Patient engagement is a prerequisite to enable both receptive acceptance of new information, concepts, and frameworks as well as to prime the brain for the learning of new skills (Hattie, 2012). Once engagement is achieved, a key goal in therapy is to provide patients with the skills to succeed in continuing their recovery journey outside of the therapeutic setting. This is often attempted through purely didactic instruction, transferring knowledge and information from the therapist to the patient. Most therapists do not move past this declarative learning stage, as it’s called in the pedagogical literature. Didactic instruction should be no more than 1/5th of total session time. The other 4/5ths of the time should be spent maximizing opportunities to practice and refine new skills in increasingly challenging and variable settings to the point that they’ve become as close to second nature as possible given their time in treatment.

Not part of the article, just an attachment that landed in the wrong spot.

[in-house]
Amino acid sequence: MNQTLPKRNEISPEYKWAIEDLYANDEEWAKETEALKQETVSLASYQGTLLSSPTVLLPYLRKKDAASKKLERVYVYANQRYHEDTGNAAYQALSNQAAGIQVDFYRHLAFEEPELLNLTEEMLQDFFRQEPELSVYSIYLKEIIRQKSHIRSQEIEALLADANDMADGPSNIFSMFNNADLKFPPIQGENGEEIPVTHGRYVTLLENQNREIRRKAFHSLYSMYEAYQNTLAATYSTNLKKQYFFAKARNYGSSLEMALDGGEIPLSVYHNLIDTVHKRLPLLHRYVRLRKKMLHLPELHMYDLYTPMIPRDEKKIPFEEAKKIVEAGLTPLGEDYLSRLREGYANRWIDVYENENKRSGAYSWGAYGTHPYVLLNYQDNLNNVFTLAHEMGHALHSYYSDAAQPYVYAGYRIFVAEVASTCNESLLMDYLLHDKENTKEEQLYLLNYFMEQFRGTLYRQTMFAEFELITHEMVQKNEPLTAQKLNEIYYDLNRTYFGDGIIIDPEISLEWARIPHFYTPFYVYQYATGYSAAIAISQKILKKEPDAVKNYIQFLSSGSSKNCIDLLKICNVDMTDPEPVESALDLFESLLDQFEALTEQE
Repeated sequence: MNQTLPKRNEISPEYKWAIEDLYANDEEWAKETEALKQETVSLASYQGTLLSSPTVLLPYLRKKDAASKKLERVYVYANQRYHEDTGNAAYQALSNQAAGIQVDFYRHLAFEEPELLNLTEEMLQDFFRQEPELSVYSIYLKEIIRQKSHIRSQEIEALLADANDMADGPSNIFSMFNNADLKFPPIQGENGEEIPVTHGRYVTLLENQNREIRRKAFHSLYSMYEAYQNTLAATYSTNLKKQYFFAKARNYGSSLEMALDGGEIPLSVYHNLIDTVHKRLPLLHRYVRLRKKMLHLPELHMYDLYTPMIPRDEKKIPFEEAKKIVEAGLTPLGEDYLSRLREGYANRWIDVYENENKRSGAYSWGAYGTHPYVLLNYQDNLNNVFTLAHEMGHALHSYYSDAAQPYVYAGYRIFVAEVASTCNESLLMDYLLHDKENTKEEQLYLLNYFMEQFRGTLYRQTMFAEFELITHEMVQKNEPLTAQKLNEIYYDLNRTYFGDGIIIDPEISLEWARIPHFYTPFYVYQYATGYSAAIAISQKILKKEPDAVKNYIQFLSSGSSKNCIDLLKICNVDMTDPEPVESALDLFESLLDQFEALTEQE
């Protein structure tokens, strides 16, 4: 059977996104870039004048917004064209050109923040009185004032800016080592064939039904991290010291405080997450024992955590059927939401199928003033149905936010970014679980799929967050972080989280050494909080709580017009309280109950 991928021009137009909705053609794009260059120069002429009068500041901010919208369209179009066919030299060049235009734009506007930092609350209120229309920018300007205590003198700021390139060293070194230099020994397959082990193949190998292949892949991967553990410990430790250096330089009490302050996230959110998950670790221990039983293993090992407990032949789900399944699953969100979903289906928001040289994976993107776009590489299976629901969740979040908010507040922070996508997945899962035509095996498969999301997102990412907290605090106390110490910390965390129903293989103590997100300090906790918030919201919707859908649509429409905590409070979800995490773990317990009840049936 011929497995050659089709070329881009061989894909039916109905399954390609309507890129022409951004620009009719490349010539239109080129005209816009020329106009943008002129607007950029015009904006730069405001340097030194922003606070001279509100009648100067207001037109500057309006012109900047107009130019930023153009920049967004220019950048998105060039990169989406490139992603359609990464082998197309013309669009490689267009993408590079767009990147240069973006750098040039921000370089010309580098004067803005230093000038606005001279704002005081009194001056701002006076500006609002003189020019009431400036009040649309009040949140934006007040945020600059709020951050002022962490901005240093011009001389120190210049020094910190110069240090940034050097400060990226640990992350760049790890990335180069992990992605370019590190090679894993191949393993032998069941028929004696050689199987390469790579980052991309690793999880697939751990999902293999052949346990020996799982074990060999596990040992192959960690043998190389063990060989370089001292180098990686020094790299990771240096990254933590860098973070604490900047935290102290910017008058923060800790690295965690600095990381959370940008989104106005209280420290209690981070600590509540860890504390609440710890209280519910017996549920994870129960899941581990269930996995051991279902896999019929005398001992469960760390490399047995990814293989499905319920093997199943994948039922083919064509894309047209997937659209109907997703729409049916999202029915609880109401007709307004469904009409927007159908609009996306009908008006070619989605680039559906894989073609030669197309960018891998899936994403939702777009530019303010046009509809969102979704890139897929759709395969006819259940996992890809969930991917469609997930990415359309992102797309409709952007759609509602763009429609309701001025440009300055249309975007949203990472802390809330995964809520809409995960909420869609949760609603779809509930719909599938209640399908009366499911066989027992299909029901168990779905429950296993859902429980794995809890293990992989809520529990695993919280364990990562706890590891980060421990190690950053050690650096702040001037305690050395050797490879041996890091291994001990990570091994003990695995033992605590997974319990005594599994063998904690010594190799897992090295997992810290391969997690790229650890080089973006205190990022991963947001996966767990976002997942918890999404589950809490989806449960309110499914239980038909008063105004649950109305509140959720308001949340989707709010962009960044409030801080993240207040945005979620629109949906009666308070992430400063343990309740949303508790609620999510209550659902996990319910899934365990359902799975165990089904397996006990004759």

Providers who really dig into their clinical delivery processes and provide ongoing training that helps their therapists go beyond the standard treatment delivery found in the majority of programs will be the ones most likely to succeed in today’s increasingly competitive behavioral health space.
Nick Jaworski is the CEO of Circle Social, Inc., a behavioral health marketing company. He has helped build startups across the globe, from Turkey to China to the United States. A passionate recovery advocate, Jaworski sits on the board of Above and Beyond Family Recovery Center and also advises the Behavioral Health Association of Providers. He has helped numerous companies start from humble beginnings and grow to multi-million-dollar a year organizations through strategic marketing and operations, driving results for many behavioral health clients.